Iceland surely is a beautiful country, the example of using green energy and a land of hard working people. But how is it actually to live on this island?
Iceland for last 6 years had been the most peaceful country in the world out of 162 countries (according to Global Peace Index). This index looks at things like violent conflict, violent crime rates, freedom of the press, willingness to participate in wars, and political corruption. It’s true as there are no problems related to violence or drugs on the streets. Police is trusted as the corruption rate is really low. The whole Icelandic way of living is founded on tolerance and mutual trust.
The Icelandic education system has its roots in the Danish equivalent. There are four levels of education: pre-school, compulsory, upper secondary and higher education. Where only two middle levels are free.
Pre-schools can be attended from the age of 12 months to 6 years. The majority of Icelandic children attend pre-school and the fees are heavily subsidised by local councils.
Mandatory education starts at the age of 6 and lasts till 16. It includes compulsory education which is organised in a single structure system, where primary and lower secondary education form a part of the same school level.
Upper secondary education is not compulsory, but anyone who has completed compulsory education has the right to enter a course of studies in an upper secondary school. Students are usually 16-20 years of age. In state universities there is no tuition fees (only registration fees).
The Icelandic education system is founded on the principle of equality; everyone should have equal opportunities to get an education.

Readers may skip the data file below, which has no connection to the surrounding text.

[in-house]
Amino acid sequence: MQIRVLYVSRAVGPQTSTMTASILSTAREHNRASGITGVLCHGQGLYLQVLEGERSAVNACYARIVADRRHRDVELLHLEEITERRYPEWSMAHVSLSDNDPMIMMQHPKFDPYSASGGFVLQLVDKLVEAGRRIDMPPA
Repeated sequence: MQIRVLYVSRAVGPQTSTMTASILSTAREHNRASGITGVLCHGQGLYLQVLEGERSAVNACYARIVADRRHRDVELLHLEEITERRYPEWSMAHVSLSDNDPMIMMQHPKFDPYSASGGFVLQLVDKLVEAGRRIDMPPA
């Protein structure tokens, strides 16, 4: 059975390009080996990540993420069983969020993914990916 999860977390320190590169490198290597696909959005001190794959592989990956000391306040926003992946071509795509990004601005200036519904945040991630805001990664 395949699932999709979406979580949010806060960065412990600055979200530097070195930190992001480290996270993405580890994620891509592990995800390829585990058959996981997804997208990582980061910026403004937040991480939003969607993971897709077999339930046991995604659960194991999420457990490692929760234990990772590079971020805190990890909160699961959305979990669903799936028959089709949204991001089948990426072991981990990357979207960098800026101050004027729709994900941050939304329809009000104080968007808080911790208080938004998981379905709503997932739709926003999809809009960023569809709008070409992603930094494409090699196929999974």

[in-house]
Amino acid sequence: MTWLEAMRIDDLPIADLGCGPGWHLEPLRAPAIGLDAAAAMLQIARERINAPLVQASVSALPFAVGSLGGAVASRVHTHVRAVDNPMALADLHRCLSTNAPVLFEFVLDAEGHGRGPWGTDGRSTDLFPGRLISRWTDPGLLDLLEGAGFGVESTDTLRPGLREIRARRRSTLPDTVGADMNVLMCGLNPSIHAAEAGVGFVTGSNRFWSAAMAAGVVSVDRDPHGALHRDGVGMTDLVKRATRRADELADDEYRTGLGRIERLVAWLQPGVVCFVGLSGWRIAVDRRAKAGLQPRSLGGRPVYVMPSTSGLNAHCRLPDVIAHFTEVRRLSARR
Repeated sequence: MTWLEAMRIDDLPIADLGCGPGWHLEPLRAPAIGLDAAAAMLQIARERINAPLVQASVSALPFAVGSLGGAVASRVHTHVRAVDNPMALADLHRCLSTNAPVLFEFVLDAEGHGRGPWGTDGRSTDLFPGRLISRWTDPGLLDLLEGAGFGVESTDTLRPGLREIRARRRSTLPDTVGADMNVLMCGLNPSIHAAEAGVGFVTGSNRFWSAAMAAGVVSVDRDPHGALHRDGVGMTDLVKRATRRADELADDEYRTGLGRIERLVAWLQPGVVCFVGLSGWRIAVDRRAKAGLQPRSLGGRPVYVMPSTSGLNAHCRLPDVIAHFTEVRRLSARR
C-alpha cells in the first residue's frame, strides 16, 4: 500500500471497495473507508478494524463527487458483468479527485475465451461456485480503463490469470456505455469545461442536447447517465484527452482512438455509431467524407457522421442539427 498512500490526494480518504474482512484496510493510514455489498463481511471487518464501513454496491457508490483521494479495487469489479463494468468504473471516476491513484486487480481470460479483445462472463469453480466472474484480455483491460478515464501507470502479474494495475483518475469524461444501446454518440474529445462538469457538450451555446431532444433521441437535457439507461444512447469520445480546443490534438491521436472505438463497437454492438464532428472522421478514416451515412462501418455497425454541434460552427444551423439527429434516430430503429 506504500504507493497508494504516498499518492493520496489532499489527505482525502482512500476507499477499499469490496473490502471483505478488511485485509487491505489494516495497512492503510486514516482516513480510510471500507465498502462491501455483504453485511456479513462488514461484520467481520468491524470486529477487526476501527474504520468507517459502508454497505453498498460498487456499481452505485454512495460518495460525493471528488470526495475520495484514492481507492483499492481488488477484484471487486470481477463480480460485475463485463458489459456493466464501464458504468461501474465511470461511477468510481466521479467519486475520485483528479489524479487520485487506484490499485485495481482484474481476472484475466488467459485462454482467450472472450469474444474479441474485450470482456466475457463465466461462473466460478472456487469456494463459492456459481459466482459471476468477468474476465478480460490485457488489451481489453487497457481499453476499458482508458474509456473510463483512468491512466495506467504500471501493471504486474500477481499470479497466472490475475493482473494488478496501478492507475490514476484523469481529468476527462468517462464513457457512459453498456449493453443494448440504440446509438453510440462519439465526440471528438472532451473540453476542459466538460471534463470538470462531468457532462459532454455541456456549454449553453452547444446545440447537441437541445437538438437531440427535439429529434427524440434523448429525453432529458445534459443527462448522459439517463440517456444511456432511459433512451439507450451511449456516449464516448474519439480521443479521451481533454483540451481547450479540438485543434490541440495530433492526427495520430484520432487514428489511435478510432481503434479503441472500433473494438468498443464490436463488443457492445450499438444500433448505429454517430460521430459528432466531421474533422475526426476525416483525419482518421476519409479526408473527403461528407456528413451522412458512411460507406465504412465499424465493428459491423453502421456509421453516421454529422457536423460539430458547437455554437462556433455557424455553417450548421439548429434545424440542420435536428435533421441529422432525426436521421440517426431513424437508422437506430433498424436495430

Most young people in Iceland acquire master degrees and many of them choose to study abroad as a part of their higher education. When studying abroad the students pick up cross-cultural and disciplinary competences, that adds value in they work, when they return as qualified labour to the Icelandic labour market.
Icelanders are highly computer literate and are known for being early adopters of emerging technologies. They are keen users of social networks and have the most Internet users per capita in the world.
Icelandic society is the least racially mixed – almost 300 thousand people of Iceland’s 320 thousand residents (over 93%) are Icelanders. Another biggest group consists of Polish minority – 3% of Icelandic population. Despite only few foreigners living in Iceland, Icelanders are culturally aware and tolerant.
Icelandic economy is one of the most productive in the world, and Iceland itself is considered to be one of the greenest countries on the planet due to use of vast renewable energy resources.
Let’s see what a working mother may say about living in Iceland.
The Icelandic medical care system is of high quality, and good medical treatment is available if needed. The medical system covers the expenses of the residents, however, outside the largest cities there are only a limited number of services available.
Work life balance
Icelanders work long hours since they like to have their tasks finished. That’s why it’s a challenge for them to find a work life balance. That’s why they like to combine business with pleasure. Very often business partners are invited to family dinners, which are seen as a form of entertainment.